3

Hello i am looking for simple way to scan film negatives in a reproducable manner. I want to be able to judge and compare my exposures across films.I own an Epson v550 and after fiddeling around with EpsonScan, Silverfast, VueScan, ColorPerfect and negfix8 i came to the conclusion, that i can get good results and good looking images but on the other hand every software does some kind of coloradjustments wich are decided on a by-picture-rule. So all the pictures get colorgraded with different values and you can only give a hint(by choosing a film type) in wich direction the colorgrading should go. The other end of the line would be scan raw, invert and edit myself. But this seems as a bad starting point for editing, because at first i have to get rid of filmtint and apply my own subjectiv color grading. So my idea was:

  • take a photograph of an it8 target under controlled light conditions with perfect exposure for middle grey on every filmroll(assuming imperfections in C-41 development) or at best for every filmtype.
  • create an icc film profile with vuescan with these negatives.
  • Get agnostic scans with no colorshift or software biases and with the colors as the film manufacturer intended.

I cannot test this by myself without buying vuescan and some it8 targets so i wanted to ask beforehand if somebody has more experience and can answere me the following questions:

  1. Has this already been done and i can download filmtype profiles somewhere? If not, why not and whats the problem i dont see?
  2. How are the scanned images going to look like? Will they look flat and will it be harder to achieve a good look of the image by editing? My thinking is, that it will not give me the perfect image but a good startingpoint for editing.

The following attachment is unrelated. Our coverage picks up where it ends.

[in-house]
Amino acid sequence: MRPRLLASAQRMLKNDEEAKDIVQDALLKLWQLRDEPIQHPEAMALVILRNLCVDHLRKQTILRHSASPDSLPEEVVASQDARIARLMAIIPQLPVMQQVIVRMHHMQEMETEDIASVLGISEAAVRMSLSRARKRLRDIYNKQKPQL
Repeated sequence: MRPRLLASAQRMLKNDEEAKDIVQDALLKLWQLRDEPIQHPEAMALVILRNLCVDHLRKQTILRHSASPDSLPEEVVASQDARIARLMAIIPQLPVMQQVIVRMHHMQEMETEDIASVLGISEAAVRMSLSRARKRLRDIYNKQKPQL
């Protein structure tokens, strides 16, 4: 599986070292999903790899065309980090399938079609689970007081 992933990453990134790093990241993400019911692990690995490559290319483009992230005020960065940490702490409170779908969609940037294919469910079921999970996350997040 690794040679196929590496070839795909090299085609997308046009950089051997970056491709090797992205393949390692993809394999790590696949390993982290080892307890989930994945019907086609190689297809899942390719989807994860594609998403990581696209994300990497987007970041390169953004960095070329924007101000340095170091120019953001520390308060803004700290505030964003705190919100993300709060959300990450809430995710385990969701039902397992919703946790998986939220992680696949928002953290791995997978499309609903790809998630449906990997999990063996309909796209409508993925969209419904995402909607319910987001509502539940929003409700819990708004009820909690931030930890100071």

3. Will this destroy the look of the film because all films will look the same after profiling?

  4. Is there a better way to get reproducable and accurate scans?

I dont want to delete the "film" from Filmphotography, because then i could just shoot digital. But i want to be able to compare my results.

  • "I don't want to delete the "film" from Film photography, because then i could just shoot digital. But i want to be able to compare my results." Why use a digital process to compare film results ? The digital scanning process AD's digital input. Why not compare your results with your eyes. You do not need a digital file to compare your exposures. How do you feel digital files will give you better/more info than just comparing negatives/prints ? – Alaska Man Feb 22 at 23:53
  • I know there is a kind of schizophrenia there, but looking at negatives i cant compare colors and fine details for example. And in prints there already happend some kind of colorgrading to print in the first place. Im just looking for the most accurate way of representing the negative so that i can can look at it in a more intuitive way. And also give me the same starting point for editing. Thisway i could also edit in a reproducable way. – Sebastian Scholz Feb 23 at 0:20
1

The other end of the line would be scan raw, invert and edit myself. But this seems as a bad starting point for editing, because at first i have to get rid of film tint and apply my own subjective color grading.

You mention the Photoshop plug-in ColorPerfect. They accept linear scan data as one of their input modes, which deals with the inversion and color tint issue very well, in my experience. A linear scan is comparable to "raw" data from a digital camera but not identical. You need a scanning program capable of producing a linear TIFF file. Both ViewScan and SilverFast can do this.

Once opened in ColorPerfect (set the L/G selection in the Start box to L), you then check the film type to get as close as possible using their supplied "FilmType" values.

See CP's explanation about how to create linear scans. On the right-hand side, they have a list of instructions for creating them with all of the different scanning software you mention (although note that EpsonScan cannot produce a true linear file so much as approximate one).

| improve this answer | |

Your Answer

By clicking “Post Your Answer”, you agree to our terms of service, privacy policy and cookie policy

Not the answer you're looking for? Browse other questions tagged or ask your own question.